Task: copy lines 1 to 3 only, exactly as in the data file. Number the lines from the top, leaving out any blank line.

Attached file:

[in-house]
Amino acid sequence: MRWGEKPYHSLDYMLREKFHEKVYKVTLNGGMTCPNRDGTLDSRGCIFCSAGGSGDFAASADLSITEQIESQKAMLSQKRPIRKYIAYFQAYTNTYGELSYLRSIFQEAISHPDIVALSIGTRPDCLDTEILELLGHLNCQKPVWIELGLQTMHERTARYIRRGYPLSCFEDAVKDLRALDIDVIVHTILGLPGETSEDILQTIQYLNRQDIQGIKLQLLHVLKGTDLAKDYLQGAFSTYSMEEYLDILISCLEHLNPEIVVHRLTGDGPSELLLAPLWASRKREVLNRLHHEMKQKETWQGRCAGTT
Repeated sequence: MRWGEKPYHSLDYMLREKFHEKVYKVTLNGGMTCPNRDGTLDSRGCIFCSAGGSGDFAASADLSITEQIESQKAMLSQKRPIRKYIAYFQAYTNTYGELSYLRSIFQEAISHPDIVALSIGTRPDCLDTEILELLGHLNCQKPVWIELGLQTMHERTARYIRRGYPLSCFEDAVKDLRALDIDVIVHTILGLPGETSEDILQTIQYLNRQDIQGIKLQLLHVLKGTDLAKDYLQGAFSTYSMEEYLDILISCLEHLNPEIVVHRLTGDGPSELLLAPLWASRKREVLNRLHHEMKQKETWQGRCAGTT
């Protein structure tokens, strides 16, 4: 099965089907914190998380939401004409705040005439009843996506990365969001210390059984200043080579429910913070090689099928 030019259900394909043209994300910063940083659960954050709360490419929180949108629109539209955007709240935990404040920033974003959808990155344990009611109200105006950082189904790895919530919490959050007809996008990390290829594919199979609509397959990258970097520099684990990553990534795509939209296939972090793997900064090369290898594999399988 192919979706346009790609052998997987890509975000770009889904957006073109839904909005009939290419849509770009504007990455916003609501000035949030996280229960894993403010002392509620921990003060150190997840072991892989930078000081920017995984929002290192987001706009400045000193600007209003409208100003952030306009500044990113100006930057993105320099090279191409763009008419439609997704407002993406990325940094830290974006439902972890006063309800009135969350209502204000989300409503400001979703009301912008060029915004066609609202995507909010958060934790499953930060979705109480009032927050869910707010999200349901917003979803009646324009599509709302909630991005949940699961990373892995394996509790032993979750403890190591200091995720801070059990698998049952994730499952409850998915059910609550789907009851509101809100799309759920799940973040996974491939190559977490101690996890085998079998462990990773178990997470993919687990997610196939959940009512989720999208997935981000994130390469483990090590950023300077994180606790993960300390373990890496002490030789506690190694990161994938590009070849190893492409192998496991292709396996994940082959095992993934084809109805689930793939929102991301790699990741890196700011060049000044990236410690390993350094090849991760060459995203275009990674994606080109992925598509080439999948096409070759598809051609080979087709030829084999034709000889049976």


[in-house]
Amino acid sequence: MRWGEKPYHSLDYMLREKFHEKVYKVTLNGGMTCPNRDGTLDSRGCIFCSAGGSGDFAASADLSITEQIESQKAMLSQKRPIRKYIAYFQAYTNTYGELSYLRSIFQEAISHPDIVALSIGTRPDCLDTEILELLGHLNCQKPVWIELGLQTMHERTARYIRRGYPLSCFEDAVKDLRALDIDVIVHTILGLPGETSEDILQTIQYLNRQDIQGIKLQLLHVLKGTDLAKDYLQGAFSTYSMEEYLDILISCLEHLNPEIVVHRLTGDGPSELLLAPLWASRKREVLNRLHHEMKQKETWQGRCAGTT
Repeated sequence: MRWGEKPYHSLDYMLREKFHEKVYKVTLNGGMTCPNRDGTLDSRGCIFCSAGGSGDFAASADLSITEQIESQKAMLSQKRPIRKYIAYFQAYTNTYGELSYLRSIFQEAISHPDIVALSIGTRPDCLDTEILELLGHLNCQKPVWIELGLQTMHERTARYIRRGYPLSCFEDAVKDLRALDIDVIVHTILGLPGETSEDILQTIQYLNRQDIQGIKLQLLHVLKGTDLAKDYLQGAFSTYSMEEYLDILISCLEHLNPEIVVHRLTGDGPSELLLAPLWASRKREVLNRLHHEMKQKETWQGRCAGTT